Essay on Reader Response Criticism of "All Bears"

717 Words 3 Pages
When an audience reads a piece of literature, the author is often not over their shoulder interpreting the text as he or she meant it to come across. The readers are usually equipped with their own previous knowledge, as well as society biases based on his or her previous life experiences. Solely from the use of these tools, as well as the reader’s vocabulary, will a reader interpret the words in front of him or her.
Reader Response Criticism argues this very point. The point of any piece should be subjective, as in, it should give everyone the right to explore their own interpretations rather than seek ones that some other nameless face has published. In other words, “knowledge is made by people and not found” (pg 69). Why should the
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The ultimate goal is to bring to light any evidence that one may leave out, which could, in theory, change an entire interpretation of a work.
Proponents of this claim that the process of using one’s own knowledge will engage the student more. “There’s no right or wrong” (pg 69). The student, instead of fearing a wrong answer from the instructor, or ridicule from their peers, they can be open and honest about interpretation with the assurance that they are contributing to the wealth of knowledge.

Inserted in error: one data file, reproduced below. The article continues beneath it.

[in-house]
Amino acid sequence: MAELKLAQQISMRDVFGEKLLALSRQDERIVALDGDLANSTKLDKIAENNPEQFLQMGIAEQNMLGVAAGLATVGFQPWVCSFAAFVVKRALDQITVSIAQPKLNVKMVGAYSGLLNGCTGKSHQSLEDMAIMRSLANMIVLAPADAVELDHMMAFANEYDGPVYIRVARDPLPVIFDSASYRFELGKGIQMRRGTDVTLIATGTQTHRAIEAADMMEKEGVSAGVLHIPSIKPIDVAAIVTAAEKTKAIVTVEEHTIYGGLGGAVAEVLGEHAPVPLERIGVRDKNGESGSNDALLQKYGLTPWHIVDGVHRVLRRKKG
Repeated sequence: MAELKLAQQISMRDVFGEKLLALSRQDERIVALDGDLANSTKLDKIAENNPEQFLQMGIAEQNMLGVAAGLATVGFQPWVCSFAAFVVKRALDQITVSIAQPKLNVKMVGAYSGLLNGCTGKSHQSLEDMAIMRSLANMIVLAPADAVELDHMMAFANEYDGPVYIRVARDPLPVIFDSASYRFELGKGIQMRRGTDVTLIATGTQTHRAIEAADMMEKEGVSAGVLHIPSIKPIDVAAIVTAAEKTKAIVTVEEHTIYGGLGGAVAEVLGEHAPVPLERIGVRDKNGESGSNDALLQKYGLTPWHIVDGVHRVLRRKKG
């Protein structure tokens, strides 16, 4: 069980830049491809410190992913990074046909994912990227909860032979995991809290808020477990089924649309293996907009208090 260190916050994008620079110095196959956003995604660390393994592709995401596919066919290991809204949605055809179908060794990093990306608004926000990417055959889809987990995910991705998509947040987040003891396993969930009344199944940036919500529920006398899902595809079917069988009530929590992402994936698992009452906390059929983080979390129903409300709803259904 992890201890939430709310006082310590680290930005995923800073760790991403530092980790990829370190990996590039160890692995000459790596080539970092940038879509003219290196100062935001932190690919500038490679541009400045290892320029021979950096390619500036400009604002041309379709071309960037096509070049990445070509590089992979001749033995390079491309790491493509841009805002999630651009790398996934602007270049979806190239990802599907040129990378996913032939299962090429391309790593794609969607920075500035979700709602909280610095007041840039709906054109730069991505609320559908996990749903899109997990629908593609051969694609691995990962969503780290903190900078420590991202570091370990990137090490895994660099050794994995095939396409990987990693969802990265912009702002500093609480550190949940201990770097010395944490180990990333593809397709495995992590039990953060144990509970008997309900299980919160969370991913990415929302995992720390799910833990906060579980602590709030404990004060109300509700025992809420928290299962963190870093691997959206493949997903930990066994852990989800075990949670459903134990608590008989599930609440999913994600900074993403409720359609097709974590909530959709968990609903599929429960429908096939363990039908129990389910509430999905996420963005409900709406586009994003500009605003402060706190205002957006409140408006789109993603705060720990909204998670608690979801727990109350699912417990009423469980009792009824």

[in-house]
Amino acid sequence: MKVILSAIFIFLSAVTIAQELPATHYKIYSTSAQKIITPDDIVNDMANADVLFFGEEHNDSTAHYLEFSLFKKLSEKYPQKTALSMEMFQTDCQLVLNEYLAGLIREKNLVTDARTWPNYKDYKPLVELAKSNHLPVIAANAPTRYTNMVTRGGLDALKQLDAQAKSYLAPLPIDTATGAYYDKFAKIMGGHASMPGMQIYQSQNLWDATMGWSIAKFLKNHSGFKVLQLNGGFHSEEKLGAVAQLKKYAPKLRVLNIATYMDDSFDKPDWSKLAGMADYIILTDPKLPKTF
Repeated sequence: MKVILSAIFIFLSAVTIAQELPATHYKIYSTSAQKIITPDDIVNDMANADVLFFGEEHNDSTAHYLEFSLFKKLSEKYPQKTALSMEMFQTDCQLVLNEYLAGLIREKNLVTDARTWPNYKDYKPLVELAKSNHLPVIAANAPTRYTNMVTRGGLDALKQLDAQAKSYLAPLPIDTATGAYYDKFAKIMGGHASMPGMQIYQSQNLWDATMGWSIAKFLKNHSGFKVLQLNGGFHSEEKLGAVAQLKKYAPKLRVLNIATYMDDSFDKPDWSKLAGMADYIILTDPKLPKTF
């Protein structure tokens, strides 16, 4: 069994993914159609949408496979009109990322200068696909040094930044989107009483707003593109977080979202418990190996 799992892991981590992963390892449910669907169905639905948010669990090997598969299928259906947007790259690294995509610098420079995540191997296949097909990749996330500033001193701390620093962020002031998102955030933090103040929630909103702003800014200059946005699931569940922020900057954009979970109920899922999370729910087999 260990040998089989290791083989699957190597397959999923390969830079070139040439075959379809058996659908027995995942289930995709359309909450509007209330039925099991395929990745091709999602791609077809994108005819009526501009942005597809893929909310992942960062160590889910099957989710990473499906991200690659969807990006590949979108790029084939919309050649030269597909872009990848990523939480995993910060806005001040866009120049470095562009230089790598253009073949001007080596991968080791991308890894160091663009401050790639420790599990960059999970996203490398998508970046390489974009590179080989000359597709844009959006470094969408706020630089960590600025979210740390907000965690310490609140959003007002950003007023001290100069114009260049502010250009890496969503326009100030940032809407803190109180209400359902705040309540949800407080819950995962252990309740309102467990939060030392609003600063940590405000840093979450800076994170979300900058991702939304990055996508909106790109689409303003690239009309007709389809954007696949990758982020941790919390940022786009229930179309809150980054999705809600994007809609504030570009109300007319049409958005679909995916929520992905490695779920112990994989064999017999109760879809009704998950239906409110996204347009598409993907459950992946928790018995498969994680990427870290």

Now that I have explored the meaning of Reader Response Criticism, I will attempt to analyze the poem “All Bears” by Caroline Fraser. In it, she uses a variety of words to describe what it is that bears really want. She starts out by listing bush berries, and then goes into describing the living areas of the bear, such as the golden forests. To me, these factors all represent a peaceful and quiet existence. The tranquility of the woods paired with the beauty of nature paints a picture of purity and an everlasting Utopia. The poem then slides into technology and man-made items, such as canned spaghetti and freight trains. These words depicting the invasion of nature have unleashed the wrath of the beast, so to speak. The bears did not seek out humankind.
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